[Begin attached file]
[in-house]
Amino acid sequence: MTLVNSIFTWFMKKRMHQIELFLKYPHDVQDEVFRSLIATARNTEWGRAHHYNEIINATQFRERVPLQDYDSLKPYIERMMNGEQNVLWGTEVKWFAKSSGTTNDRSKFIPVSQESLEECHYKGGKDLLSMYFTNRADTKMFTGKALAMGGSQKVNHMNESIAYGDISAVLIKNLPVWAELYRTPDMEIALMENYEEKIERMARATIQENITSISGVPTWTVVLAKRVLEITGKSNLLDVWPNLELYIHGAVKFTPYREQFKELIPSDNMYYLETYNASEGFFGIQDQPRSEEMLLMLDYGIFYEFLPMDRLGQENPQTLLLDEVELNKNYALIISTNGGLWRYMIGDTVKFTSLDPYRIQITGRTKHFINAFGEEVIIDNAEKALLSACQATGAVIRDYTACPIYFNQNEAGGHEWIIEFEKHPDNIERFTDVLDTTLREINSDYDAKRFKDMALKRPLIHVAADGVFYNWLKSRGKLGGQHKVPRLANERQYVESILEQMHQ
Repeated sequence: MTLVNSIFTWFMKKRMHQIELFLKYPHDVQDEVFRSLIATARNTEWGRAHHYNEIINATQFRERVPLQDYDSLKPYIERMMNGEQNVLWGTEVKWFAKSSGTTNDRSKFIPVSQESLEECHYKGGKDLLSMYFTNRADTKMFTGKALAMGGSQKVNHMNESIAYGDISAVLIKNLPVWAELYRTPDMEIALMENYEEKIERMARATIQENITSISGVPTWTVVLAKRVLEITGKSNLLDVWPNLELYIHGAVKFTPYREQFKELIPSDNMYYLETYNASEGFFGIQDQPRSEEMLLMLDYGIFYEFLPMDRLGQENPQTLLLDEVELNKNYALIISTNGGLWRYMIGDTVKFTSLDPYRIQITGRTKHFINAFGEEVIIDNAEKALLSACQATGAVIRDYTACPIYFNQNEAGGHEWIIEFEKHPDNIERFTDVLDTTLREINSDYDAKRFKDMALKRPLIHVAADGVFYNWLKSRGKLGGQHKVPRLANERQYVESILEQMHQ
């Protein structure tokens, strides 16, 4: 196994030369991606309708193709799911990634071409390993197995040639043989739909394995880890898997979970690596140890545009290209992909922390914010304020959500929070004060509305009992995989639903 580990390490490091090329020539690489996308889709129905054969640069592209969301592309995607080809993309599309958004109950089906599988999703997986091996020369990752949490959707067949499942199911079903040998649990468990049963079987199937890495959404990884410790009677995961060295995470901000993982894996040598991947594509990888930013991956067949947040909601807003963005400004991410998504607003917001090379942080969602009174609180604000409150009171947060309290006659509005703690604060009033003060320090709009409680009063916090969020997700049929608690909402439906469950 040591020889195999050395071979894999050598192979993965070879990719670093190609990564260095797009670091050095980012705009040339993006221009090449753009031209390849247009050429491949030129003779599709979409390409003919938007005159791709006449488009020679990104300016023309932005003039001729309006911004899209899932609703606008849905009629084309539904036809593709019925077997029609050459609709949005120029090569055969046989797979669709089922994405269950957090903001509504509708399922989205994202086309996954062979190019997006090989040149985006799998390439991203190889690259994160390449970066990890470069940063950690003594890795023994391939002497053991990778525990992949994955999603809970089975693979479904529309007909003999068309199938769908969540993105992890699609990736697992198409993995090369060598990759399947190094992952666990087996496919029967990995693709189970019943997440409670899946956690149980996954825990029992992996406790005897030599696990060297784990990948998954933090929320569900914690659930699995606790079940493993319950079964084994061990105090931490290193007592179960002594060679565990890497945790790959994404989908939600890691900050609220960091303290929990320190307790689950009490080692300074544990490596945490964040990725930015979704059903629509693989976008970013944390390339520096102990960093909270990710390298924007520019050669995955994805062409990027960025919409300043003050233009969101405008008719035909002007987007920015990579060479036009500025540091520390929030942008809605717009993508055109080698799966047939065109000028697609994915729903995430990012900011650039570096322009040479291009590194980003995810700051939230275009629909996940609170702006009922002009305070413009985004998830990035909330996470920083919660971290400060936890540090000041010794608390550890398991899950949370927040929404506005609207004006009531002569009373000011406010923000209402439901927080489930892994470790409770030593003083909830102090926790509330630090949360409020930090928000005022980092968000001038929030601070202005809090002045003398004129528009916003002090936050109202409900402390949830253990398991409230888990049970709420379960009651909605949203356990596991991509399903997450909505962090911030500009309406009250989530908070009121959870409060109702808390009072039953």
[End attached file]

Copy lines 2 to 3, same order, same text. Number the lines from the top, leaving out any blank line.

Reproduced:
Amino acid sequence: MTLVNSIFTWFMKKRMHQIELFLKYPHDVQDEVFRSLIATARNTEWGRAHHYNEIINATQFRERVPLQDYDSLKPYIERMMNGEQNVLWGTEVKWFAKSSGTTNDRSKFIPVSQESLEECHYKGGKDLLSMYFTNRADTKMFTGKALAMGGSQKVNHMNESIAYGDISAVLIKNLPVWAELYRTPDMEIALMENYEEKIERMARATIQENITSISGVPTWTVVLAKRVLEITGKSNLLDVWPNLELYIHGAVKFTPYREQFKELIPSDNMYYLETYNASEGFFGIQDQPRSEEMLLMLDYGIFYEFLPMDRLGQENPQTLLLDEVELNKNYALIISTNGGLWRYMIGDTVKFTSLDPYRIQITGRTKHFINAFGEEVIIDNAEKALLSACQATGAVIRDYTACPIYFNQNEAGGHEWIIEFEKHPDNIERFTDVLDTTLREINSDYDAKRFKDMALKRPLIHVAADGVFYNWLKSRGKLGGQHKVPRLANERQYVESILEQMHQ
Repeated sequence: MTLVNSIFTWFMKKRMHQIELFLKYPHDVQDEVFRSLIATARNTEWGRAHHYNEIINATQFRERVPLQDYDSLKPYIERMMNGEQNVLWGTEVKWFAKSSGTTNDRSKFIPVSQESLEECHYKGGKDLLSMYFTNRADTKMFTGKALAMGGSQKVNHMNESIAYGDISAVLIKNLPVWAELYRTPDMEIALMENYEEKIERMARATIQENITSISGVPTWTVVLAKRVLEITGKSNLLDVWPNLELYIHGAVKFTPYREQFKELIPSDNMYYLETYNASEGFFGIQDQPRSEEMLLMLDYGIFYEFLPMDRLGQENPQTLLLDEVELNKNYALIISTNGGLWRYMIGDTVKFTSLDPYRIQITGRTKHFINAFGEEVIIDNAEKALLSACQATGAVIRDYTACPIYFNQNEAGGHEWIIEFEKHPDNIERFTDVLDTTLREINSDYDAKRFKDMALKRPLIHVAADGVFYNWLKSRGKLGGQHKVPRLANERQYVESILEQMHQ